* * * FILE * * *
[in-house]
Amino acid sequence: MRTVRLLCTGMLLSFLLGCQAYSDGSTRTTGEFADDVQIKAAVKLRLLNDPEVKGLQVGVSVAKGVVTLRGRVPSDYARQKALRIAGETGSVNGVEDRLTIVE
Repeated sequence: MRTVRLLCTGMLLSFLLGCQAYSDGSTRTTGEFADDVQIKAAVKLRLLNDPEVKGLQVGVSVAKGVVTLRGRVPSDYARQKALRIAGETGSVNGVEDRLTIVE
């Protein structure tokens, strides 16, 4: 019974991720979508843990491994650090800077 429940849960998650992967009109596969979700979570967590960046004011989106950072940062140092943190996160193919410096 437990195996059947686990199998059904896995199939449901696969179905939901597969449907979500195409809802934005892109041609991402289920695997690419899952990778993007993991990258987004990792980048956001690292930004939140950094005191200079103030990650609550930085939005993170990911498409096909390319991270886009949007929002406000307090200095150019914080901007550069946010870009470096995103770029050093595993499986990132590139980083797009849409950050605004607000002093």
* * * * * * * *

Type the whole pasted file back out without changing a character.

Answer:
[in-house]
Amino acid sequence: MRTVRLLCTGMLLSFLLGCQAYSDGSTRTTGEFADDVQIKAAVKLRLLNDPEVKGLQVGVSVAKGVVTLRGRVPSDYARQKALRIAGETGSVNGVEDRLTIVE
Repeated sequence: MRTVRLLCTGMLLSFLLGCQAYSDGSTRTTGEFADDVQIKAAVKLRLLNDPEVKGLQVGVSVAKGVVTLRGRVPSDYARQKALRIAGETGSVNGVEDRLTIVE
């Protein structure tokens, strides 16, 4: 019974991720979508843990491994650090800077 429940849960998650992967009109596969979700979570967590960046004011989106950072940062140092943190996160193919410096 437990195996059947686990199998059904896995199939449901696969179905939901597969449907979500195409809802934005892109041609991402289920695997690419899952990778993007993991990258987004990792980048956001690292930004939140950094005191200079103030990650609550930085939005993170990911498409096909390319991270886009949007929002406000307090200095150019914080901007550069946010870009470096995103770029050093595993499986990132590139980083797009849409950050605004607000002093």